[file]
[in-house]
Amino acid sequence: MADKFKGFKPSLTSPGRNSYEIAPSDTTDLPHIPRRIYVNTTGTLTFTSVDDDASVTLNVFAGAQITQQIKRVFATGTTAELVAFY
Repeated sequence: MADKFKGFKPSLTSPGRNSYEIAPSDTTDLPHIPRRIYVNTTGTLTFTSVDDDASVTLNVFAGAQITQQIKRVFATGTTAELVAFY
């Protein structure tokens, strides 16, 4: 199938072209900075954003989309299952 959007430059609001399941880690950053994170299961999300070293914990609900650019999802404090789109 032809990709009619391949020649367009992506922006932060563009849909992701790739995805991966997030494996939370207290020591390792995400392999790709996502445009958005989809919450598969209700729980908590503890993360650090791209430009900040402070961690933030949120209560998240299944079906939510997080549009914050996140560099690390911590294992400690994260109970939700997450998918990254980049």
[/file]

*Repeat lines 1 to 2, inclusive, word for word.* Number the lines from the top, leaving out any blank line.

[in-house]
Amino acid sequence: MADKFKGFKPSLTSPGRNSYEIAPSDTTDLPHIPRRIYVNTTGTLTFTSVDDDASVTLNVFAGAQITQQIKRVFATGTTAELVAFY